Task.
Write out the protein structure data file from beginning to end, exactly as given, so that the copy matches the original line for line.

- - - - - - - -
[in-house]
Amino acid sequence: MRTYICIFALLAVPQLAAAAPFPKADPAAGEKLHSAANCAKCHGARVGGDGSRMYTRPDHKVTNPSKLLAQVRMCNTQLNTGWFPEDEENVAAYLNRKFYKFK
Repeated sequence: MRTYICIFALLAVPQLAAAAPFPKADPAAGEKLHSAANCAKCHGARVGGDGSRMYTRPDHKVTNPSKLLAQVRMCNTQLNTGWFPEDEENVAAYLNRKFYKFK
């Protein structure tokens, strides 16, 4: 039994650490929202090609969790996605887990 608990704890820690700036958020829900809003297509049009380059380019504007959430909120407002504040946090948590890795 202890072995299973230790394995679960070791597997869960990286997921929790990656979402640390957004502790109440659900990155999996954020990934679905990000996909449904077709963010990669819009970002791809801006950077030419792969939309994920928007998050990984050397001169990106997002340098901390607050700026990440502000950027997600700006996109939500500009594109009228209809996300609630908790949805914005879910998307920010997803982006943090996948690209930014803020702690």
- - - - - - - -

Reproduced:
[in-house]
Amino acid sequence: MRTYICIFALLAVPQLAAAAPFPKADPAAGEKLHSAANCAKCHGARVGGDGSRMYTRPDHKVTNPSKLLAQVRMCNTQLNTGWFPEDEENVAAYLNRKFYKFK
Repeated sequence: MRTYICIFALLAVPQLAAAAPFPKADPAAGEKLHSAANCAKCHGARVGGDGSRMYTRPDHKVTNPSKLLAQVRMCNTQLNTGWFPEDEENVAAYLNRKFYKFK
């Protein structure tokens, strides 16, 4: 039994650490929202090609969790996605887990 608990704890820690700036958020829900809003297509049009380059380019504007959430909120407002504040946090948590890795 202890072995299973230790394995679960070791597997869960990286997921929790990656979402640390957004502790109440659900990155999996954020990934679905990000996909449904077709963010990669819009970002791809801006950077030419792969939309994920928007998050990984050397001169990106997002340098901390607050700026990440502000950027997600700006996109939500500009594109009228209809996300609630908790949805914005879910998307920010997803982006943090996948690209930014803020702690």